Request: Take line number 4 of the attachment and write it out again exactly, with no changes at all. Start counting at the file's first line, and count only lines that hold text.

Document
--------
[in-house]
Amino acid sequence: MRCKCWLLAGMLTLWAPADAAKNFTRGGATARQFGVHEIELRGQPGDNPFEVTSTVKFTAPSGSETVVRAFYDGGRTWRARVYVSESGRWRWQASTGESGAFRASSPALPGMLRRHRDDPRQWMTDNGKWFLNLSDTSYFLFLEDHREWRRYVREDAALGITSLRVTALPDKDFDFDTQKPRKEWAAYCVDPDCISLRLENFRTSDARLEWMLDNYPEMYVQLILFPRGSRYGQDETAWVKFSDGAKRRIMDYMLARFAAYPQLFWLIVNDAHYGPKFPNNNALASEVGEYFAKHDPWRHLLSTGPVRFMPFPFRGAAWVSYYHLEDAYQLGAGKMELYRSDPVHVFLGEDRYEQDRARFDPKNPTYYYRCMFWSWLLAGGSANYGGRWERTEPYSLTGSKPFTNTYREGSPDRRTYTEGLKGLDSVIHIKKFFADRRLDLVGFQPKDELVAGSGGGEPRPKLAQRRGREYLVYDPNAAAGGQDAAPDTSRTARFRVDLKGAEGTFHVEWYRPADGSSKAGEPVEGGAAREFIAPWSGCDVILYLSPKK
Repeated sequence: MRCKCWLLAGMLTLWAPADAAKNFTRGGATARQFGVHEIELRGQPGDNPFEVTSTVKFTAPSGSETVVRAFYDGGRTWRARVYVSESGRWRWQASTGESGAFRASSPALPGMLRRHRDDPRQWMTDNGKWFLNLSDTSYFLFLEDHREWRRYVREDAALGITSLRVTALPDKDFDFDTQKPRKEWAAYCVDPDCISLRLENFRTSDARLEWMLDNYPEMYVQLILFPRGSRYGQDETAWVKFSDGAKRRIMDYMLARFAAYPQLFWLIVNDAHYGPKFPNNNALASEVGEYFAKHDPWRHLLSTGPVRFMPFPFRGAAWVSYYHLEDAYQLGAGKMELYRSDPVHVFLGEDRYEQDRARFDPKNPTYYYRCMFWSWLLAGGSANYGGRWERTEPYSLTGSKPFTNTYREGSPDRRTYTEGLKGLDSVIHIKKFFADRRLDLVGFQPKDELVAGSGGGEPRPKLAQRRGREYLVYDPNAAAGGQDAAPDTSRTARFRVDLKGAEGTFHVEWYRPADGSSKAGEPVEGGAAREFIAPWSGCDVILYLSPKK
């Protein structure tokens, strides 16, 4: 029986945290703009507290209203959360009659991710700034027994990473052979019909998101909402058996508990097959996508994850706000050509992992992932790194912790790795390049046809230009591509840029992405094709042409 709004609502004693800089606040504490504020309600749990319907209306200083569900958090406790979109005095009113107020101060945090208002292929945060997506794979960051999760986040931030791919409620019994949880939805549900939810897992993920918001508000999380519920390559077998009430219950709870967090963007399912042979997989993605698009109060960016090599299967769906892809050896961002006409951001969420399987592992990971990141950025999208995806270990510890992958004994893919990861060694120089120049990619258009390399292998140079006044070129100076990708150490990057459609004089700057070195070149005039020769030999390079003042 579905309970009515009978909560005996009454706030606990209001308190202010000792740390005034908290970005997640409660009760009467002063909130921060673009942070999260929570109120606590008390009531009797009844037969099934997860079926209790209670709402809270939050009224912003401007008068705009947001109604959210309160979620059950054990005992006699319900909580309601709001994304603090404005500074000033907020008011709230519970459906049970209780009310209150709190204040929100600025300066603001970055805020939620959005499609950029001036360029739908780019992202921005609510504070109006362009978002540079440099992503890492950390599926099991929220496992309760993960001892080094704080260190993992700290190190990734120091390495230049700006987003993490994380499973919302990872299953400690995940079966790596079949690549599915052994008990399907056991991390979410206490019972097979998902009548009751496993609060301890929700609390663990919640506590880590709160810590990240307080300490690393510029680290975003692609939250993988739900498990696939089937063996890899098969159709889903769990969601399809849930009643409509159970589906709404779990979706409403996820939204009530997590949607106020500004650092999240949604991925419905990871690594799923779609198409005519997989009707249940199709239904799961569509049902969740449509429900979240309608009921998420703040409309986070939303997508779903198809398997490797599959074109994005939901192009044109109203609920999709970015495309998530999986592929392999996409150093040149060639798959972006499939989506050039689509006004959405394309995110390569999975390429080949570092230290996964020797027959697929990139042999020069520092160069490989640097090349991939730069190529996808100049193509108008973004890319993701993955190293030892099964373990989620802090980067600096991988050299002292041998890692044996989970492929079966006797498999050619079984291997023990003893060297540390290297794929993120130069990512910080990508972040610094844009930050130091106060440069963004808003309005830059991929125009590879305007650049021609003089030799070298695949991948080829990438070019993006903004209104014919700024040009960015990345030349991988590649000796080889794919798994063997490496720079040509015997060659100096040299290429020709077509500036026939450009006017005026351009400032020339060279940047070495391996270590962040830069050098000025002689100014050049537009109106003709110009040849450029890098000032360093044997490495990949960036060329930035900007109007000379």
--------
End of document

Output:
């Protein structure tokens, strides 16, 4: 029986945290703009507290209203959360009659991710700034027994990473052979019909998101909402058996508990097959996508994850706000050509992992992932790194912790790795390049046809230009591509840029992405094709042409 709004609502004693800089606040504490504020309600749990319907209306200083569900958090406790979109005095009113107020101060945090208002292929945060997506794979960051999760986040931030791919409620019994949880939805549900939810897992993920918001508000999380519920390559077998009430219950709870967090963007399912042979997989993605698009109060960016090599299967769906892809050896961002006409951001969420399987592992990971990141950025999208995806270990510890992958004994893919990861060694120089120049990619258009390399292998140079006044070129100076990708150490990057459609004089700057070195070149005039020769030999390079003042 579905309970009515009978909560005996009454706030606990209001308190202010000792740390005034908290970005997640409660009760009467002063909130921060673009942070999260929570109120606590008390009531009797009844037969099934997860079926209790209670709402809270939050009224912003401007008068705009947001109604959210309160979620059950054990005992006699319900909580309601709001994304603090404005500074000033907020008011709230519970459906049970209780009310209150709190204040929100600025300066603001970055805020939620959005499609950029001036360029739908780019992202921005609510504070109006362009978002540079440099992503890492950390599926099991929220496992309760993960001892080094704080260190993992700290190190990734120091390495230049700006987003993490994380499973919302990872299953400690995940079966790596079949690549599915052994008990399907056991991390979410206490019972097979998902009548009751496993609060301890929700609390663990919640506590880590709160810590990240307080300490690393510029680290975003692609939250993988739900498990696939089937063996890899098969159709889903769990969601399809849930009643409509159970589906709404779990979706409403996820939204009530997590949607106020500004650092999240949604991925419905990871690594799923779609198409005519997989009707249940199709239904799961569509049902969740449509429900979240309608009921998420703040409309986070939303997508779903198809398997490797599959074109994005939901192009044109109203609920999709970015495309998530999986592929392999996409150093040149060639798959972006499939989506050039689509006004959405394309995110390569999975390429080949570092230290996964020797027959697929990139042999020069520092160069490989640097090349991939730069190529996808100049193509108008973004890319993701993955190293030892099964373990989620802090980067600096991988050299002292041998890692044996989970492929079966006797498999050619079984291997023990003893060297540390290297794929993120130069990512910080990508972040610094844009930050130091106060440069963004808003309005830059991929125009590879305007650049021609003089030799070298695949991948080829990438070019993006903004209104014919700024040009960015990345030349991988590649000796080889794919798994063997490496720079040509015997060659100096040299290429020709077509500036026939450009006017005026351009400032020339060279940047070495391996270590962040830069050098000025002689100014050049537009109106003709110009040849450029890098000032360093044997490495990949960036060329930035900007109007000379």